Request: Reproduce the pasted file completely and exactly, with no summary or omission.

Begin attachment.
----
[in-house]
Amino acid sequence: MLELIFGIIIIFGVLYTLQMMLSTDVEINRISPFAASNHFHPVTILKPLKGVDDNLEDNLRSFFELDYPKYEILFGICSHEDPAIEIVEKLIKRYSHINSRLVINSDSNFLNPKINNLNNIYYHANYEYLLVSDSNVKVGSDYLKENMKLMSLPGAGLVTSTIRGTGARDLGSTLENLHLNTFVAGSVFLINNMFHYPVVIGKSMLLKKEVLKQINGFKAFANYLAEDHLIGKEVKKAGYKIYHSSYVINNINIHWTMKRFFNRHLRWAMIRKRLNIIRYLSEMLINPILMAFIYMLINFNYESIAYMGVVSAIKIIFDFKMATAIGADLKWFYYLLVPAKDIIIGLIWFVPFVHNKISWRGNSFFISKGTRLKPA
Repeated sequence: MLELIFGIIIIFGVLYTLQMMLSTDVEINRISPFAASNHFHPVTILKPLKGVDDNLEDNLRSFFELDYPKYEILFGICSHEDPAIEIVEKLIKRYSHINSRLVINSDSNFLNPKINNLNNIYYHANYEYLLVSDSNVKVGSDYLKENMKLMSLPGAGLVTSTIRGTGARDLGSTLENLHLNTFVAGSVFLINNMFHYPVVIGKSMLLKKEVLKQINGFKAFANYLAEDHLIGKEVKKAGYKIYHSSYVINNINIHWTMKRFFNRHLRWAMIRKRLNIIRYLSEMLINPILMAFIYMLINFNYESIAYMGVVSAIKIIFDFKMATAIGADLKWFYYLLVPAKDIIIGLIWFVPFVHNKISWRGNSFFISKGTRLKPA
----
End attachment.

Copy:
[in-house]
Amino acid sequence: MLELIFGIIIIFGVLYTLQMMLSTDVEINRISPFAASNHFHPVTILKPLKGVDDNLEDNLRSFFELDYPKYEILFGICSHEDPAIEIVEKLIKRYSHINSRLVINSDSNFLNPKINNLNNIYYHANYEYLLVSDSNVKVGSDYLKENMKLMSLPGAGLVTSTIRGTGARDLGSTLENLHLNTFVAGSVFLINNMFHYPVVIGKSMLLKKEVLKQINGFKAFANYLAEDHLIGKEVKKAGYKIYHSSYVINNINIHWTMKRFFNRHLRWAMIRKRLNIIRYLSEMLINPILMAFIYMLINFNYESIAYMGVVSAIKIIFDFKMATAIGADLKWFYYLLVPAKDIIIGLIWFVPFVHNKISWRGNSFFISKGTRLKPA
Repeated sequence: MLELIFGIIIIFGVLYTLQMMLSTDVEINRISPFAASNHFHPVTILKPLKGVDDNLEDNLRSFFELDYPKYEILFGICSHEDPAIEIVEKLIKRYSHINSRLVINSDSNFLNPKINNLNNIYYHANYEYLLVSDSNVKVGSDYLKENMKLMSLPGAGLVTSTIRGTGARDLGSTLENLHLNTFVAGSVFLINNMFHYPVVIGKSMLLKKEVLKQINGFKAFANYLAEDHLIGKEVKKAGYKIYHSSYVINNINIHWTMKRFFNRHLRWAMIRKRLNIIRYLSEMLINPILMAFIYMLINFNYESIAYMGVVSAIKIIFDFKMATAIGADLKWFYYLLVPAKDIIIGLIWFVPFVHNKISWRGNSFFISKGTRLKPA